But back to Larry. As I said before, to this day I love and respect Larry, both as an actor and as a human being. Nonetheless, I feel that, in the interests of television history and of accuracy, it's time to tell the whole, unvarnished truth about what really happened behind the scenes on I Dream of Jeannie, shocking as some of it is.
Larry himself has made no secret about the fact that he was taking drugs and drinking too much through many of the I Dream of Jeannie years and that he has regrets about how that impacted him. And I, of all people, know that I can't afford to be judgmental about the lure of drugs and the dreadful repercussions of taking them.
But this is one of my more startling memories of Larry while filming I Dream of Jeannie. Jeannie blink: Sally Field is fi lming The Flying Nun on the next sound stage, and one morning a group of elderly nuns pay a visit to the set. Afterward, someone comes up with the bright idea of bringing them over to the I Dream of Jeannie set for a visit as well.
So here they are, about ten of them: sweet, gentle, and demure in their black- and- white habits, their hands folded, their eyes bright with anticipation at the thought of visiting another Hollywood set and meeting all of us. Larry takes one look at the nuns, grabs an axe (which one of the technicians happens to have in the studio that day), and swings it around his head so ferociously that he could easily have killed someone. As he swings it, he lets out a torrent that includes every single foul swear word I've ever heard, and some I haven't—right in the stunned nuns' faces. If that isn't enough, he starts hacking at the cables frenetically until someone grabs the axe, frog- marches Larry off the set, then escorts the shaken nuns out of the building. It's hardly surprising that no visitors were ever allowed on the I Dream of Jeannie set again.
Sally and I were often in makeup at the same time. When I was rehearsing my Las Vegas nightclub act while I was working on I Dream of Jeannie, I used to arrive at the makeup department at six in the morning, with my little tape recorder with a tape of all my music in it, and learn my songs for my act while the makeup artist was applying my makeup.
Recently, in an interview, Sally let slip, "The only uncomfortable thing about doing The Flying Nun was, my God, Barbara Eden singing all the time in the makeup room at 6 am and never stopping!" Sorry, Sally! If only I'd known, I'd have practiced in the shower instead.
But back to Larry. After Sidney Sheldon suggested that Larry see a therapist and he agreed, the therapist was frequently on the set during fi lming of I Dream of Jeannie, in case he was needed. But even he didn't seem able to put the brakes on Larry. Consequently, Larry's dramatics escalated, and— now that we live in an X- rated age— could most likely become the basis of a terrifi c comedy series themselves.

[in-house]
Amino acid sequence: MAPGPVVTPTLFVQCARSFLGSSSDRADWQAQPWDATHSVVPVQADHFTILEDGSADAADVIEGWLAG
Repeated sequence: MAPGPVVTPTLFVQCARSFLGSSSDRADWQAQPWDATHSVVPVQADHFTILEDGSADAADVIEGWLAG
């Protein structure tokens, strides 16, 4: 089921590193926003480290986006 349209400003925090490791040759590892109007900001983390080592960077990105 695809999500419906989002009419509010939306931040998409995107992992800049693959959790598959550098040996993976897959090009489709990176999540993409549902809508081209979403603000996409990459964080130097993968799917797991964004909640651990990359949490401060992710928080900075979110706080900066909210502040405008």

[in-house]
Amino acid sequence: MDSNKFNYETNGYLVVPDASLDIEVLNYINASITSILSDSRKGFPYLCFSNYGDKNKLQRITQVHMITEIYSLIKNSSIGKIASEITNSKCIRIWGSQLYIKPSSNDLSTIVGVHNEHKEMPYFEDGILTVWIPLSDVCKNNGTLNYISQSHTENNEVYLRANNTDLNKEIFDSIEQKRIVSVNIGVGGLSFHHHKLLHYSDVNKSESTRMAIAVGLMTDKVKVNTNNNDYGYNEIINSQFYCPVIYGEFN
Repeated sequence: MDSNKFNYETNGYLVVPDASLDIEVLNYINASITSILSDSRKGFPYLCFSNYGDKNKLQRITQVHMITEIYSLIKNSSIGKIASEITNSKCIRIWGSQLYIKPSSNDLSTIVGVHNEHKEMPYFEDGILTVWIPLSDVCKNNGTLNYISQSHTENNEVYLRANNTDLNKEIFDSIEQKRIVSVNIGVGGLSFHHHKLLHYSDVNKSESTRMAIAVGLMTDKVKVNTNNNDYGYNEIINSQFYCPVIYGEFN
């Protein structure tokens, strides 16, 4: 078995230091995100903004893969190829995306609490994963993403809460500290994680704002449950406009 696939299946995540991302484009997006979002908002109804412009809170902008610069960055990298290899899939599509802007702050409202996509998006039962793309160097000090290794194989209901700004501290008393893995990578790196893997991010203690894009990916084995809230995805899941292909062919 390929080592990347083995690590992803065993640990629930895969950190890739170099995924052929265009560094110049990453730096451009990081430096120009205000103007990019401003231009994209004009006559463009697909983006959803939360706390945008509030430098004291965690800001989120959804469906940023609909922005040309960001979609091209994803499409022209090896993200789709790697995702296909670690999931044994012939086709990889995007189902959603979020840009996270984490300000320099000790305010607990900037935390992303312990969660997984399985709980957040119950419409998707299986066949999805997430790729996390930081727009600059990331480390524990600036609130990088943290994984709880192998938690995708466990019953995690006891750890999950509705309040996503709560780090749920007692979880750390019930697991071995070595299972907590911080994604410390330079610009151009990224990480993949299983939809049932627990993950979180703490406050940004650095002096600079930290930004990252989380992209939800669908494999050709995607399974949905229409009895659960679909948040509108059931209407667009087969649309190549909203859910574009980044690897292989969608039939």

In fact, you could devote a whole episode to the time when Sammy Davis Jr. guested in "The Greatest Entertainer in the World" and ended up threatening to kill Larry, and another to the time we fi lmed "The Second Greatest Con Artist in the World" in Hawaii with Milton Berle.
But there is one episode that I don't think would actually make it onto the air even today: the time when Larry, in frustration and anger at what he saw as the show's shortcomings and the second- string status of his character, Major Tony Nelson, relieved himself all over the I Dream of Jeannie set.
I'll be sharing more of Larry's tantrums in the rest of the book, no holds barred. But working with Larry was still a walk in the park in comparison to many other things that happened to me throughout the years, particularly in my private life— my stillborn son; two divorces; the death of Matthew, my only child, when he was thirty- fi ve and on the threshold of marriage; and the loss of my beloved mother.
Through it all, my mother's voice has always echoed in my mind: Rise above it, Barbara Jean, rise above it! I've tried as hard as I can to do so. Sometimes I've triumphed and risen above whatever life has flung at me, but other times I've failed dismally, floundered, and been utterly swamped. This is the story of all those times, good and bad, better and worse, exactly how they happened, exactly how I coped, and exactly how I didn't.